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And if you did that, I would criticise you mercilessly.   

The purpose of this comparison was to find out if there are any circumstances in which the 1Ds2 might show some resolution advantage, however small. My purpose was not to throw away some 1Ds2 image detail in order to equalise both images. In any case, all prints larger than 14x21" would require upsampling of both images at the recommended 240ppi resolution.
[a href=\"index.php?act=findpost&pid=69636\"][{POST_SNAPBACK}][/a]

Ray, you don't want to throw away 1Ds2 detail, but have no reservations about throwing away 5D detail? I don't have the LL DVD and do not know in what format the images are supplied, but I inferred they were raw with as trial version of Capture 1. If this is the case, how did you process the images?

I read Bill Atkinson's test methodology with some interest since he is a scientist and software expert as well as photographer. In his testing, he used Capture 1 at default settings with no sharpening or noise reduction. He cropped a selected area of the images to 8000 x 6000 pixels at 360 dpi with bicubic interpolation, normalized the images for contrast and color using the color checker squares, and then applied a standardized sharpening, which was necessary to bring out the differences in the captures.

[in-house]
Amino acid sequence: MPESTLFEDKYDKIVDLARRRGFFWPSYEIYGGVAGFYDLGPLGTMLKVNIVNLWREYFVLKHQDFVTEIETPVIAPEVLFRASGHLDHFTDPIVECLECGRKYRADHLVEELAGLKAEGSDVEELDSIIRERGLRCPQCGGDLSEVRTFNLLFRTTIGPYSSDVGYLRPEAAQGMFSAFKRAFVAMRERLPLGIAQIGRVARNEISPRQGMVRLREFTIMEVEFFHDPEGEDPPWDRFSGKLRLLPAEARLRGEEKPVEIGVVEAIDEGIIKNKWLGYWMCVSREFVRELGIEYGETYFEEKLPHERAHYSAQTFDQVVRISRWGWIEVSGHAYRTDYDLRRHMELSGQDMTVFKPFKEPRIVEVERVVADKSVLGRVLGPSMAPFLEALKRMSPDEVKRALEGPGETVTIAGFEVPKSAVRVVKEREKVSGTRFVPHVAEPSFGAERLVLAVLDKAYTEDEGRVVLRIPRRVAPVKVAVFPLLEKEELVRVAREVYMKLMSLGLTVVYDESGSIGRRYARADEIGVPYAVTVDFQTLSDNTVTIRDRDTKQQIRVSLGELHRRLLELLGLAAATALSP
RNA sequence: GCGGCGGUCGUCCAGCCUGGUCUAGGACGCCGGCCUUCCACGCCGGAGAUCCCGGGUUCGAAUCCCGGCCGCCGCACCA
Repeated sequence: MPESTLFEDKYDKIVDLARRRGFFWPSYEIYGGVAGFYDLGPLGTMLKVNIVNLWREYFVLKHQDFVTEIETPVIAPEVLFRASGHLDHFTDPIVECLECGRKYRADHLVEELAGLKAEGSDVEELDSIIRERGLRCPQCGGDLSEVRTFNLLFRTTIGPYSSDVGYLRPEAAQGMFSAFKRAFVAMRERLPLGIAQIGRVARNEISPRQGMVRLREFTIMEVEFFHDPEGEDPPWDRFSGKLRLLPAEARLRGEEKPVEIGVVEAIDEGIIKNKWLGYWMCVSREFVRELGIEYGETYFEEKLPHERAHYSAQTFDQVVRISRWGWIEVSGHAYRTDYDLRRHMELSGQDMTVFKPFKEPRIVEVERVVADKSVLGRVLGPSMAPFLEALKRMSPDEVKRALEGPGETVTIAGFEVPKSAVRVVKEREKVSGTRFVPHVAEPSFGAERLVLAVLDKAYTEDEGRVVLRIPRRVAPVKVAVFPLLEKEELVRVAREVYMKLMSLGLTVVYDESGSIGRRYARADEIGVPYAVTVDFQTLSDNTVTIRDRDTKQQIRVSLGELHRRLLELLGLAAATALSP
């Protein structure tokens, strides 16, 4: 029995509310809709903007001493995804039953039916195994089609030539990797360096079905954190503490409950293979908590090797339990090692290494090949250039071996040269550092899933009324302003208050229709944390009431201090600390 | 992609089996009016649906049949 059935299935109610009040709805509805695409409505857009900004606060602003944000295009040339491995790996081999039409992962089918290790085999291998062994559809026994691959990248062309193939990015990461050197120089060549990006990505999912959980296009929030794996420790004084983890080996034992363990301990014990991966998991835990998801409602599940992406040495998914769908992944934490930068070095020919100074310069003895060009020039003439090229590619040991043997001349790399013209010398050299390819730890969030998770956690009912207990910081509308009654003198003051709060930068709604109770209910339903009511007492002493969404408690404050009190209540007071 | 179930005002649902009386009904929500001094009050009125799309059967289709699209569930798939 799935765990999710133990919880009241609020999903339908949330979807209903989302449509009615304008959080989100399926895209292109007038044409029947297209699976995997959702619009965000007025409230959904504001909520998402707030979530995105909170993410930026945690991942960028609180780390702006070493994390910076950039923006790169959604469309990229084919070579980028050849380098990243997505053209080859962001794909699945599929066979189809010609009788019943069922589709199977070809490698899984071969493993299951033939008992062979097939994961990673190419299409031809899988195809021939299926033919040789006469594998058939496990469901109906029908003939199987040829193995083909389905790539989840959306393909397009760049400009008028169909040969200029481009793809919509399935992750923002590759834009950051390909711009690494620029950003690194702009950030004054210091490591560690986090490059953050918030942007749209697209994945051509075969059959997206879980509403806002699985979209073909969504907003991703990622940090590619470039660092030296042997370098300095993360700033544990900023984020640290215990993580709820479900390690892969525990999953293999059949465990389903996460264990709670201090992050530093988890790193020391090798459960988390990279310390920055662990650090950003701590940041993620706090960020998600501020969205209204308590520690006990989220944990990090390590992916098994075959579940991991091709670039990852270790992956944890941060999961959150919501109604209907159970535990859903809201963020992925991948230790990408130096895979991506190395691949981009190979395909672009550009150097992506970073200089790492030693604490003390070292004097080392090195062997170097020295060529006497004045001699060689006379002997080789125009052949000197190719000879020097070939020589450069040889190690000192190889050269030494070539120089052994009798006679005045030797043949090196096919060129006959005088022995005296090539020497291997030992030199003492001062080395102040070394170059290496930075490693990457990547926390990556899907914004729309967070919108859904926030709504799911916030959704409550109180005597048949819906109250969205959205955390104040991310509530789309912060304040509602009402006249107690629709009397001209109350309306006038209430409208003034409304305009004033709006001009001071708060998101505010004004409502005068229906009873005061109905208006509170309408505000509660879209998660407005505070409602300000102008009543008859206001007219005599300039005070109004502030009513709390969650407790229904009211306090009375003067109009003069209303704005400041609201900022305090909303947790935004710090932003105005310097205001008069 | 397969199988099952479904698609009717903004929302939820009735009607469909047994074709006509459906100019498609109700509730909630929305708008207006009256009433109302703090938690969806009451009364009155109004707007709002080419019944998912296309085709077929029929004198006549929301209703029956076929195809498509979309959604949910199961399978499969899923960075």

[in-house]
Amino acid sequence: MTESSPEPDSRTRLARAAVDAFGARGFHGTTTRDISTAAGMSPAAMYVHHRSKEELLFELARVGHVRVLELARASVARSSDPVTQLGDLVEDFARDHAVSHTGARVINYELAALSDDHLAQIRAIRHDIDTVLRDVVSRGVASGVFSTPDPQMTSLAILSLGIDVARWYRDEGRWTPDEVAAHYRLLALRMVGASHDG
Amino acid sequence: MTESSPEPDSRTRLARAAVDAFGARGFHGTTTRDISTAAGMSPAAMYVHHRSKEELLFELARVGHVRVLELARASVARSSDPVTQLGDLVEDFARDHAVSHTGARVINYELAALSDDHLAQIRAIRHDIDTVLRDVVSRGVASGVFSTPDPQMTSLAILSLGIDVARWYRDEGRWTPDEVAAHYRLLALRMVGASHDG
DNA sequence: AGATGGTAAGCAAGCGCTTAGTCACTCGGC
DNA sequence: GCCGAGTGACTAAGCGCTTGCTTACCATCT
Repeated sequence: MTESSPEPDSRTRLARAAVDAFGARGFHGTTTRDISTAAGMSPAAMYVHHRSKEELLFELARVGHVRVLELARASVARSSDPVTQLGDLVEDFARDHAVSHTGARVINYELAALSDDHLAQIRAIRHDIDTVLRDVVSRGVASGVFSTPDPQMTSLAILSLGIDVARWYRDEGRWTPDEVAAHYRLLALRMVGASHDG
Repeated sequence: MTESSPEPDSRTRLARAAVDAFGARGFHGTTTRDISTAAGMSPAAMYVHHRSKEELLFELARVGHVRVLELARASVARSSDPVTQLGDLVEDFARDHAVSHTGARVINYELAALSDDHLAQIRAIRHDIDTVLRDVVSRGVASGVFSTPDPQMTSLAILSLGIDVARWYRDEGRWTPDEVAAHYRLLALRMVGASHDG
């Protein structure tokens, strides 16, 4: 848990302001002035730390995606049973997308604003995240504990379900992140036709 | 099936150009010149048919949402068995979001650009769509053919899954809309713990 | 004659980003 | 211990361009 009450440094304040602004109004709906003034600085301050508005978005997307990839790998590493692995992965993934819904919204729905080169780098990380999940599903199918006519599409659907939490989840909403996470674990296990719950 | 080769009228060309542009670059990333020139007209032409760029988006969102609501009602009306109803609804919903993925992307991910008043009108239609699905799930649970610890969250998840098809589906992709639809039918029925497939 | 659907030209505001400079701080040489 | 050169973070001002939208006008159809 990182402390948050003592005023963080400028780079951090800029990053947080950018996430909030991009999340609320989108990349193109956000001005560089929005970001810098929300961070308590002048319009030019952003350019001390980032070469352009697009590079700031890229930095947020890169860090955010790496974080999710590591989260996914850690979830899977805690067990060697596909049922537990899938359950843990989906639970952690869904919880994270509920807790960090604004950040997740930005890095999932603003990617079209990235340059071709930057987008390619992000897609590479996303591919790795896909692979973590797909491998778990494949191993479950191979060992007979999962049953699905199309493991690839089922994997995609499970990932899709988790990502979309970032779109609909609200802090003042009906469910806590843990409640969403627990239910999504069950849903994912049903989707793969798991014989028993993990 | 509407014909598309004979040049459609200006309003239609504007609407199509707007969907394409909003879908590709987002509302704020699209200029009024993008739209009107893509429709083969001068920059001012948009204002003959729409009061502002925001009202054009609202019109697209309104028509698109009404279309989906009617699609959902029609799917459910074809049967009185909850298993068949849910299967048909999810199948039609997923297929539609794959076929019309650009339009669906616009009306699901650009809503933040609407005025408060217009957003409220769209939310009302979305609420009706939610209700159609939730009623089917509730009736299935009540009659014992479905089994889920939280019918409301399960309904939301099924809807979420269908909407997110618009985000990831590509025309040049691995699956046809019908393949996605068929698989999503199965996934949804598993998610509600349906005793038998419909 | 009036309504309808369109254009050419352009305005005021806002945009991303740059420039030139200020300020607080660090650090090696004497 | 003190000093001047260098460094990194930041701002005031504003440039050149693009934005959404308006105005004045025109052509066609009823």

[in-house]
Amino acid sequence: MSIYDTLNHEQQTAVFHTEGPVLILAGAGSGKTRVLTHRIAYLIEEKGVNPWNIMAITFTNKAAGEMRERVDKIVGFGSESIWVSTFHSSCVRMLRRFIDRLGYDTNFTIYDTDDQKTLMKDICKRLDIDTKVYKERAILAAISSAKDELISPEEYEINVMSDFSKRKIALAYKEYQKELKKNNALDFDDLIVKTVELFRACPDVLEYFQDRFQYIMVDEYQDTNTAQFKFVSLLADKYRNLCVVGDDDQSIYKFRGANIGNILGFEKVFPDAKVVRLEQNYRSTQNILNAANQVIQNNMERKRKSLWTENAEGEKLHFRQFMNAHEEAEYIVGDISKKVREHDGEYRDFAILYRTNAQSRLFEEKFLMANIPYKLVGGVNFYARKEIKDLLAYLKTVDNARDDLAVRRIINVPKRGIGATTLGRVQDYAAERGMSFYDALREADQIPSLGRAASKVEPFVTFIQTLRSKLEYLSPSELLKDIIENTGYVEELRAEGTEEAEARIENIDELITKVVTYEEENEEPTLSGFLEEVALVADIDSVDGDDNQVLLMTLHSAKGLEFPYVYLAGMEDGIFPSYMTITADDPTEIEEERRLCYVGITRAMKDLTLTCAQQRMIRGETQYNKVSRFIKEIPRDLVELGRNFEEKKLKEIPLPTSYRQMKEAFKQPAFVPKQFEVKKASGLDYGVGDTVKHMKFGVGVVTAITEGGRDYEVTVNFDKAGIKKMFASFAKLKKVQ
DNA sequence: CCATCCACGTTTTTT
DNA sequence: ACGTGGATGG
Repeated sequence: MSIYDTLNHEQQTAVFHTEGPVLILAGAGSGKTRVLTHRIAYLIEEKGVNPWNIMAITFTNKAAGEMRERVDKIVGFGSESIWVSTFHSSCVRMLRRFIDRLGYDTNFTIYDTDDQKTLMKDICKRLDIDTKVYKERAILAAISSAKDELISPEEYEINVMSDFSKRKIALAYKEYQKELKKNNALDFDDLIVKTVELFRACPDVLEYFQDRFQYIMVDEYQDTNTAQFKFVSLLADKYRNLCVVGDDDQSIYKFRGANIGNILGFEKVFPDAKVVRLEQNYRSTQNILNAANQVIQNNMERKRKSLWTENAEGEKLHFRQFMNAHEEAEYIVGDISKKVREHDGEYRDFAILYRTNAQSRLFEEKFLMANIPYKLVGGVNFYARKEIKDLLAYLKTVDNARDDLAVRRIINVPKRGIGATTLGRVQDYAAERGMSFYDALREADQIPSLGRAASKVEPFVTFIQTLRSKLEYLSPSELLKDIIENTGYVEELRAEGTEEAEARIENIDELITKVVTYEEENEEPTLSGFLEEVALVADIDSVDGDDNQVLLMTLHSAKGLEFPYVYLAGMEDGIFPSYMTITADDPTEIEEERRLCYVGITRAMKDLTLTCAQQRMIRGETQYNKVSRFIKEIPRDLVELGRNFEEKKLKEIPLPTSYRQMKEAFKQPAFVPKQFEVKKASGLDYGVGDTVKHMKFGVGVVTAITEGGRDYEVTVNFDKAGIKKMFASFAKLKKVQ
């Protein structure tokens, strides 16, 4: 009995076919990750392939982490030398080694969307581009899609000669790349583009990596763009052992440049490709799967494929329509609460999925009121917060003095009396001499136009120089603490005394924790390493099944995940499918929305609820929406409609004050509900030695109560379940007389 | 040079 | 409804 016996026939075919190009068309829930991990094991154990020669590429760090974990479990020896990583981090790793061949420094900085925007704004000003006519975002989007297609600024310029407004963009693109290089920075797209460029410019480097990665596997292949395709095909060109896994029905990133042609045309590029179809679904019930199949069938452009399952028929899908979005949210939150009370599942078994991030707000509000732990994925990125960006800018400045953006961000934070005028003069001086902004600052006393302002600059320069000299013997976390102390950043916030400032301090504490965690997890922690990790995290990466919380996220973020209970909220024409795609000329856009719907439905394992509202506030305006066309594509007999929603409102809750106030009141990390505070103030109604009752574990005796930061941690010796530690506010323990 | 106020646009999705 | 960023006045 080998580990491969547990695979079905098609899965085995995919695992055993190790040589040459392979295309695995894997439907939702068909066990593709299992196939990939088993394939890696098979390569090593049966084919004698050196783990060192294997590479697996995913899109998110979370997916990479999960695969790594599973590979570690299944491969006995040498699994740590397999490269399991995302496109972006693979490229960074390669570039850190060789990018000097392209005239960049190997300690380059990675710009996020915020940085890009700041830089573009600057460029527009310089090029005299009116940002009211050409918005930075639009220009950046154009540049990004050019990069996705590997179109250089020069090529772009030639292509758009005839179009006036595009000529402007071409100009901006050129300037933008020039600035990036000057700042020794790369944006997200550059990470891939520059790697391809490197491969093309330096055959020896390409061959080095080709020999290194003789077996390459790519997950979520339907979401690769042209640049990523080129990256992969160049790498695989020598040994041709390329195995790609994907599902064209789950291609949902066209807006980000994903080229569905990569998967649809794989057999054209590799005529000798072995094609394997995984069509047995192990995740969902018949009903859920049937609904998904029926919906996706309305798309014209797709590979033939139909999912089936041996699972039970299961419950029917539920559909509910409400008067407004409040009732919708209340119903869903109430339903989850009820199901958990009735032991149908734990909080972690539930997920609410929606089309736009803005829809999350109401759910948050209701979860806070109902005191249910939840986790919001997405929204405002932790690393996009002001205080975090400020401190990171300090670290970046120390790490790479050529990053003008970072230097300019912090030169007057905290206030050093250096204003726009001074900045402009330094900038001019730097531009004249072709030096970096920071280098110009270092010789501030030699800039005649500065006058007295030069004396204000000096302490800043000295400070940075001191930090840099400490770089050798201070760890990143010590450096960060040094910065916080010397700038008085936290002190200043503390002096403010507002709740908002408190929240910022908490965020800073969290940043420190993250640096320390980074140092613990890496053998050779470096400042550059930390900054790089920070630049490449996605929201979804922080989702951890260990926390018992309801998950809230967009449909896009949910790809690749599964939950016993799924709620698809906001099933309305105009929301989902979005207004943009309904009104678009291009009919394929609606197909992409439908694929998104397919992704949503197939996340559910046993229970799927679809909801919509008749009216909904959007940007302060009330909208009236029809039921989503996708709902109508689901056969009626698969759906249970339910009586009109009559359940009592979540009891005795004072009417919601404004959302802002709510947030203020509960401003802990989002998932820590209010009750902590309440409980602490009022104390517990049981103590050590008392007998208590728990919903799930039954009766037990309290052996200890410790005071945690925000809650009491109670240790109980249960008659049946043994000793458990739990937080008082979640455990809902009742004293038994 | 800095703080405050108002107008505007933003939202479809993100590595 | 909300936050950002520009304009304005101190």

Your test would be more valid if you followed Bill's methodology and upresed  both images to a constant large size before making the comparison. You might also check the contrast. The 1Ds2 appears to have more contrast. Finally, some sharpening is necessary in a realistic test, since it would always be applied to a real print.